Bill Dennis says Ontario needs to do more to combat the ‘reno-victing’ of tenants — a practice that’s a growing problem in Sarnia-Lambton.
“I saw it happening when I was in real estate and it’s happening now,” the Sarnia city councillor said of ‘renovictions,’ the term used to describe landlords who evict tenants by claiming major renovations are needed.
“They’ll do, say, a fresh coat of paint or change out the countertop… then all of the sudden they jack up the rent. That’s what’s been happening in Sarnia,” said Dennis.
Many landlords fail to follow the requirements of the Residential Tenancies Act, including refusing to allow tenants to return post-renovation, he said.
“In many cases, these people don’t know their rights, and quite frankly, they don’t have the financial resources to fight it. They don’t put up any resistance and they move along.
“It’s very upsetting to hearing their stories.”
City council recently endorsed a motion from Dennis urging the Ontario government to take action against ‘renovictions.’ He called it an unscrupulous practice that directly impacts Sarnia’s affordable housing crisis, “as well as inflict damage, both financially and mentally, particularly on our most vulnerable citizens.”
Sarnia is also seeking political support from other municipalities.
“I’m hoping they will add their support and send it off to Queen’s Park, and hopefully we will make a little noise that way.”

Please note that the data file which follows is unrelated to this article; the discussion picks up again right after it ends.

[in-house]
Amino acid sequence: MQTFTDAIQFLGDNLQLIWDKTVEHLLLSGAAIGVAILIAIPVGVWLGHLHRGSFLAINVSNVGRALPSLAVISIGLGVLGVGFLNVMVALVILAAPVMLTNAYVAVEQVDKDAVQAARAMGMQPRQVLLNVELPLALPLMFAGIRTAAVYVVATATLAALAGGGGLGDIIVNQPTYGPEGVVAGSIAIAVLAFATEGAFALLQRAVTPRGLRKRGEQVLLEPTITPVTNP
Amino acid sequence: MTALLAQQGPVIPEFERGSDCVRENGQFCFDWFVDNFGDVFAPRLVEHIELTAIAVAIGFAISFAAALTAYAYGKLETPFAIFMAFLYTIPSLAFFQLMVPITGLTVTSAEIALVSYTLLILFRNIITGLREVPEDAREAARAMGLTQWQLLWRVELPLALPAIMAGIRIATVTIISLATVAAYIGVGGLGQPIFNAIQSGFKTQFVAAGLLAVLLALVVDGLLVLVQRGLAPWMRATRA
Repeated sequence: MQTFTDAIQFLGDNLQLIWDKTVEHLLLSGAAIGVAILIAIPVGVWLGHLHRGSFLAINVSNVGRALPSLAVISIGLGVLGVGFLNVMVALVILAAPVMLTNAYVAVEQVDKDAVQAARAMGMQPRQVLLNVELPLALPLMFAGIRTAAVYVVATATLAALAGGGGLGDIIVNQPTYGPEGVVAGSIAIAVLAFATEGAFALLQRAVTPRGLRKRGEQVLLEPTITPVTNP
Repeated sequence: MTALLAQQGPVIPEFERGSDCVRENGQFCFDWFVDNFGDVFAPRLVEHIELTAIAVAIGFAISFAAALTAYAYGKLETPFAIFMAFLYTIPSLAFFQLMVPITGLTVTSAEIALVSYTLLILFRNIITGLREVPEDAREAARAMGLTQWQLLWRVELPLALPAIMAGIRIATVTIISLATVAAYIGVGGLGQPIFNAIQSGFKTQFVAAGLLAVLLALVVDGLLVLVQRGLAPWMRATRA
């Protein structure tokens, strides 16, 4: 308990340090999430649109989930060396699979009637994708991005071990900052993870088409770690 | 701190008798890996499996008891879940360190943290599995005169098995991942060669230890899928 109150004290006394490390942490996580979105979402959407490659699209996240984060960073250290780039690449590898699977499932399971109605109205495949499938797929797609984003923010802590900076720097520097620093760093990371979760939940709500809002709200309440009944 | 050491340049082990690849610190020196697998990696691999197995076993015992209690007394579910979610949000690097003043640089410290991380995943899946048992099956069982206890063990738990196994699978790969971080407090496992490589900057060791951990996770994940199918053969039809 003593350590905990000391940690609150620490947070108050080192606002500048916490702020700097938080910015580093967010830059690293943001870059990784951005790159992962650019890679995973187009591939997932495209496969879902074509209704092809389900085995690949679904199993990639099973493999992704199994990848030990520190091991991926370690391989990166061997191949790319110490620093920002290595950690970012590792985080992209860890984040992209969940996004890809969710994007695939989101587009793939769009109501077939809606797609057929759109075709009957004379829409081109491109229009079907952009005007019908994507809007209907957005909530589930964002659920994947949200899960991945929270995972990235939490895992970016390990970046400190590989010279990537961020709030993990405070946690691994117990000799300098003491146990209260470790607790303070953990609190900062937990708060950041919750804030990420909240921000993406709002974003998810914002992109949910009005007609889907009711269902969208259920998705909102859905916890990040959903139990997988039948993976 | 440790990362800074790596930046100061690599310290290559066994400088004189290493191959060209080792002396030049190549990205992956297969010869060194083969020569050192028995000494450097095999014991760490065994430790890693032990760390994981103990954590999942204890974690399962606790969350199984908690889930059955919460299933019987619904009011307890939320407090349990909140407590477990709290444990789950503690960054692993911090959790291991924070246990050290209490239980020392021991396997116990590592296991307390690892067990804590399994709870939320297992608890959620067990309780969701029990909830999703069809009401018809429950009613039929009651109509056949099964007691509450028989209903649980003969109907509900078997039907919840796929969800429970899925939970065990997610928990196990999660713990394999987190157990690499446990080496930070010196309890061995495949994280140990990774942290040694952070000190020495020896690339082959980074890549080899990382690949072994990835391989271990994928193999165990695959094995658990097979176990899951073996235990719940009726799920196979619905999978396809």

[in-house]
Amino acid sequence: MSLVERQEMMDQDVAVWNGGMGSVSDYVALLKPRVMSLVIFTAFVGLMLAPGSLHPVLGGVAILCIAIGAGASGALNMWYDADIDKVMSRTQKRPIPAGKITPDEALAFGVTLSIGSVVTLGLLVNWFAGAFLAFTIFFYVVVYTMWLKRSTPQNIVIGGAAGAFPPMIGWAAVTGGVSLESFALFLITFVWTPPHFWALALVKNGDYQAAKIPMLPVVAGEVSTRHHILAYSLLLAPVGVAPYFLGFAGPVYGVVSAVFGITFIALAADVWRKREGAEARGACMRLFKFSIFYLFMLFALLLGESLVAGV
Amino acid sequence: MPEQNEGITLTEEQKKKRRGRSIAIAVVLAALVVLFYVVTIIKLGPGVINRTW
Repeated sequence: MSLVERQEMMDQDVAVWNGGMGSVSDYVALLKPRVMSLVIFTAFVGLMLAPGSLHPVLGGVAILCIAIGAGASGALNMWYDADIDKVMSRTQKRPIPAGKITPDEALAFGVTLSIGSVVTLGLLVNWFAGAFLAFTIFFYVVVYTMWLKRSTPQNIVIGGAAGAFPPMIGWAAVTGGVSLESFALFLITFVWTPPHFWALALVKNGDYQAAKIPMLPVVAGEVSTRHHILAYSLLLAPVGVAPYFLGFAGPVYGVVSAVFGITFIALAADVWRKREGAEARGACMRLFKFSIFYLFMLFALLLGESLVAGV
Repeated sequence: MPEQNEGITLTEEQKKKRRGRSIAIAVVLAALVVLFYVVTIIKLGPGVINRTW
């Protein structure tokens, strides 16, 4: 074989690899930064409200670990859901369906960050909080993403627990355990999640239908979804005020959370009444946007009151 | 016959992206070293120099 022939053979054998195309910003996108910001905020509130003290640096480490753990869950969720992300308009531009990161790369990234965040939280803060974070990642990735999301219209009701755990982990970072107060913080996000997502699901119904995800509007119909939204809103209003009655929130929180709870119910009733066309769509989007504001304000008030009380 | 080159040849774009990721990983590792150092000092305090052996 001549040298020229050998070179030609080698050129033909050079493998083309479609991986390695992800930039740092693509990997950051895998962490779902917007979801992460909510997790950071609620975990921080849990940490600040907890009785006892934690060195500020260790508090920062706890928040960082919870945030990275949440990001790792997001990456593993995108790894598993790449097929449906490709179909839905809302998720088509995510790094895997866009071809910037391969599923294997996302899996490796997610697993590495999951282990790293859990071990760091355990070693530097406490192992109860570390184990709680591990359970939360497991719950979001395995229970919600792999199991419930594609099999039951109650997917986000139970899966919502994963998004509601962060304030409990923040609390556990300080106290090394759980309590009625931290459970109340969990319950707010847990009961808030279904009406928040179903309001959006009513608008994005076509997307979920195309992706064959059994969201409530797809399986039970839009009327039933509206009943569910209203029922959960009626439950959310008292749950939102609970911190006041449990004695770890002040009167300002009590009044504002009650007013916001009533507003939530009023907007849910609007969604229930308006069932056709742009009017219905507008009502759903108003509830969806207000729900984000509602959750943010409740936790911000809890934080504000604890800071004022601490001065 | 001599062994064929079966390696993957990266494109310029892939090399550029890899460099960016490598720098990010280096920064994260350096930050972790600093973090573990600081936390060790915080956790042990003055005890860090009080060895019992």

Unscrupulous and illegal evictions are indeed impacting the community’s most vulnerable residents, said Andrew Bolter, executive director of Community Legal Assistance Sarnia.
“It’s leaving a lot of low-income folk and working poor in the lurch. Where do they go? There’s not much available,” he said, noting the prohibitively long waitlists for low-income housing locally.
“We need to look at protection for tenants who are in these situations, where they’re often quite vulnerable people who are poor … poor because they can’t for whatever reason work.”
Sarnia drawing attention to the problem is a good start, he added.
“The government needs to step up and provide social housing, so any pressure that can be put on the higher level of governments is good, and anything the local municipalities can do — we really need to push that and promote that.
“The bottom line is, we’ve got hundreds of people living in shelters and in motels around the city, so something has to give somewhere.”